So look for simple and fun ways to improve her mood. It doesn’t really matter what you choose, as long as you come up with something she really enjoys. The two of you could go for a hike, watch a ball game on television in her living room or enjoy a funny movie together.
As Shawn Achor, author of The Happiness Advantage, noted in a Next Avenue article, research has proven that happiness is a crucial component for success in all areas of life – including your career. If you put happiness before success, Achor says, “you wind up with greater happiness and greater success.”
5. Give it time. Recognize that people coping with unemployment often experience many of the same emotions others do when dealing with grief, especially if they’re over 50.
The psychiatrist Elisabeth Kübler-Ross described the five stages of grief as denial, anger, bargaining, depression and acceptance. Don’t be surprised if your friend needs to work through each one.
That said, everyone adapts to bad news in his or her own way and timetable. Some people need to talk through their anger; others crave solitude.
Take your friend’s lead: If she wants to talk, talk. If she prefers to be left alone for a few days, give her the space.
By paying close attention to her cues, you’ll know when she’s ready to move past her disappointment and focus on her next steps.
6. Ask, “How can I help?” This sounds so obvious, but you’d be amazed how often people spring into action without asking what type of assistance, if any, is wanted.
Ask your friend then listen carefully to her response. If she says she’d prefer handling things on her own, respect her wishes. There can be any number of reasons why she’d rather go it alone and it’s not your role to argue with them. Remember, you are her friend, not her parent or coach.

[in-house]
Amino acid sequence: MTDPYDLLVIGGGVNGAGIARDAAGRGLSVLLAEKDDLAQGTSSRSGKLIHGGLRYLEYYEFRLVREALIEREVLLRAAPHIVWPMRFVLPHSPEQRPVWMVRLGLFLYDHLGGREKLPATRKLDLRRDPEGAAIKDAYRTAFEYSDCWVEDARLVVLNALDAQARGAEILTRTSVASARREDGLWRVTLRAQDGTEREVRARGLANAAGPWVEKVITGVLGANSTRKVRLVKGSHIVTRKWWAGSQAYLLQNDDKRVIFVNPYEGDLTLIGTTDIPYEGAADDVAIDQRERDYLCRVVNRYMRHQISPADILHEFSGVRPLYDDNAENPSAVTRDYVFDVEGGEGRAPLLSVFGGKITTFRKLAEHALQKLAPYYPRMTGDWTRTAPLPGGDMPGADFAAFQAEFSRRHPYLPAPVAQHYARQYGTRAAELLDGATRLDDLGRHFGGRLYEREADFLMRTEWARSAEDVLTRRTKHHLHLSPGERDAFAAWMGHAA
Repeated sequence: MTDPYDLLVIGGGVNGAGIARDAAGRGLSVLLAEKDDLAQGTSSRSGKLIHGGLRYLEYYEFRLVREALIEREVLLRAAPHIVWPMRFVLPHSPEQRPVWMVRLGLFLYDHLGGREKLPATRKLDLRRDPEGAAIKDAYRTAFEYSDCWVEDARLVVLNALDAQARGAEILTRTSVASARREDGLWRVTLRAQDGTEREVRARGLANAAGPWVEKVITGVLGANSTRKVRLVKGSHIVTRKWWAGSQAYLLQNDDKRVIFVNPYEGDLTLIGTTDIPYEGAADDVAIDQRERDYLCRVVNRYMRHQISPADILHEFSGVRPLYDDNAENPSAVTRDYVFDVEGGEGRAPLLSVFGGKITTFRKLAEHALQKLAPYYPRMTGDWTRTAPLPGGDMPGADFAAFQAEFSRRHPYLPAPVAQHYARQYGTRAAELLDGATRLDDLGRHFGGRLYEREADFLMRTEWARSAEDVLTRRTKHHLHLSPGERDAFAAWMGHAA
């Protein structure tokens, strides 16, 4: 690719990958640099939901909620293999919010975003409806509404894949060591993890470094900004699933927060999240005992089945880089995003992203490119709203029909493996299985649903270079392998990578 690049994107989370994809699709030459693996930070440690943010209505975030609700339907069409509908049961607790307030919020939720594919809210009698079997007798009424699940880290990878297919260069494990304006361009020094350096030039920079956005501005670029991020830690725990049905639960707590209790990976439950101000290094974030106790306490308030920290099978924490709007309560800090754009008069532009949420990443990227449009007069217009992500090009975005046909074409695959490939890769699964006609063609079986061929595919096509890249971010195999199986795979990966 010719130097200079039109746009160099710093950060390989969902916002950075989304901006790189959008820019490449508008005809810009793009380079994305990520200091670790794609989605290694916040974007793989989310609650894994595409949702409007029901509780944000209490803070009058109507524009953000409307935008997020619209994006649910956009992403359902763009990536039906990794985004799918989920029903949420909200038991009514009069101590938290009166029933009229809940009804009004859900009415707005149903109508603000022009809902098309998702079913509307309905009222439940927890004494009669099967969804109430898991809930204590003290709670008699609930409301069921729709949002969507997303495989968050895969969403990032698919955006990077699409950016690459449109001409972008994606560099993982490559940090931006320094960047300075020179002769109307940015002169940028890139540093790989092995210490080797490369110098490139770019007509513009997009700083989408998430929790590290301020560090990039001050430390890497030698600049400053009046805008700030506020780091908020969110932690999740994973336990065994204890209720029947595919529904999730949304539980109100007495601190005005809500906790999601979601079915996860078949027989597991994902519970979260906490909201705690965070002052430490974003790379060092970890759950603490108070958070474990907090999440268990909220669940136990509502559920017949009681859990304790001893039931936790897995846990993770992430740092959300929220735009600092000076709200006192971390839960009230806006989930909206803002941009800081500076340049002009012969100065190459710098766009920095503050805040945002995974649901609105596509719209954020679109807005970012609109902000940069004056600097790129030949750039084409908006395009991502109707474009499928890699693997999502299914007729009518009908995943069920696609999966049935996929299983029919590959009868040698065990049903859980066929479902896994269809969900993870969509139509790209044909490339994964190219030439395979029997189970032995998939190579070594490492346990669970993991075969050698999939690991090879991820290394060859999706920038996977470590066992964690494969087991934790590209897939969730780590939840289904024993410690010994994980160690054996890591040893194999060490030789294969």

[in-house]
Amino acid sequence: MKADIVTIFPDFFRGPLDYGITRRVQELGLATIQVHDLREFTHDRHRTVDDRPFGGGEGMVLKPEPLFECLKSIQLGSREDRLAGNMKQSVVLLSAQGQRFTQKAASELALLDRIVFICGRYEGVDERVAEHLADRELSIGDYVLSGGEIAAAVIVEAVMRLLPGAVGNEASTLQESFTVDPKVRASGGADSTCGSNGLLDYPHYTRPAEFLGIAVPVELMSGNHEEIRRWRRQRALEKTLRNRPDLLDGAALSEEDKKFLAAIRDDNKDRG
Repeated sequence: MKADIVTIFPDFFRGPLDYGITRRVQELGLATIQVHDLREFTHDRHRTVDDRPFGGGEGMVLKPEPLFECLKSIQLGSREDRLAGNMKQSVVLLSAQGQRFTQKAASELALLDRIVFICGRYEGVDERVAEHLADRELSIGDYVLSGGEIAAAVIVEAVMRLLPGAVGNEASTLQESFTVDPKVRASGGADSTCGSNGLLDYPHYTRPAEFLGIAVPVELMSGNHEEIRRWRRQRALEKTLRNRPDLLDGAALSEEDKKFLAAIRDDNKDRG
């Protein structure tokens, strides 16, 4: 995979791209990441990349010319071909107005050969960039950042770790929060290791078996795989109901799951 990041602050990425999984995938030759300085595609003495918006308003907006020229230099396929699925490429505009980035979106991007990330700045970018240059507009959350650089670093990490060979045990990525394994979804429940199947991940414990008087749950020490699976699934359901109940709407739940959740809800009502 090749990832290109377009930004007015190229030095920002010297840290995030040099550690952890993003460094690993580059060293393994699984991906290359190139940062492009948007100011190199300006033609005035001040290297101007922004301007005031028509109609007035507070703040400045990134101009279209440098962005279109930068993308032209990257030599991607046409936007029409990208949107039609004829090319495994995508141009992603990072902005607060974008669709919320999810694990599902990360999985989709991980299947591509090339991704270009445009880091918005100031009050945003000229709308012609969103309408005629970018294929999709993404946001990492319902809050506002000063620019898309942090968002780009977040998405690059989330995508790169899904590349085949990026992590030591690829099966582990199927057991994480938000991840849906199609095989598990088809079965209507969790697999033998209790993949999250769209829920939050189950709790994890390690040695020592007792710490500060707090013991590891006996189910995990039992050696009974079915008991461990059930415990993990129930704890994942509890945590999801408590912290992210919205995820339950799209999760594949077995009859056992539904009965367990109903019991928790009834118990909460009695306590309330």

But if she responds with some version of “I’m not sure,” then you can propose a few options.
One simple way to be of assistance is to send your friend a link to a good job-search website that she might not know about, like Job-hunt.org. Or you could suggest she subscribe to SmartBrief on Your Career, an excellent e-mail newsletter that provides a daily snapshot of career news from around the Web.
7. Encourage her to ask the employer why she didn’t get the job. As a recent Wall Street Journal article noted, few applicants ever find out the real reason they weren’t hired. It is far easier for employers to ignore the inquiry than risk dealing with a scorned job seeker.
Nonetheless, I think it still pays to ask.
The best way to do it is by sending a brief email that says:
“Thanks for letting me know so quickly about the job. While I am disappointed that the position was offered to another applicant, I wanted you to know how much I enjoyed our conversation and the opportunity to interview. I'm also writing to ask if you might be willing to give me some advice for the future. Are there suggestions you could share about how I could have been a stronger candidate for this position? Any insights you could offer would be most helpful as I move forward with my search.”
I recently suggested that a client send an email like this after she lost out on a job. By doing so, the woman learned that she was the employer’s No. 2 candidate (out of 80 applicants) and that the only reason she wasn’t chosen was because she didn’t have enough grant-writing experience.
Knowing this made her feel better (well, at least a little) and motivated her to sign up for a grant-writing course that will improve her marketability in the future.
You might tell your friend that story. It’ll help her see that she’s not alone and that there are ways to become a stronger job candidate so she’ll be scooped up for a position in the future.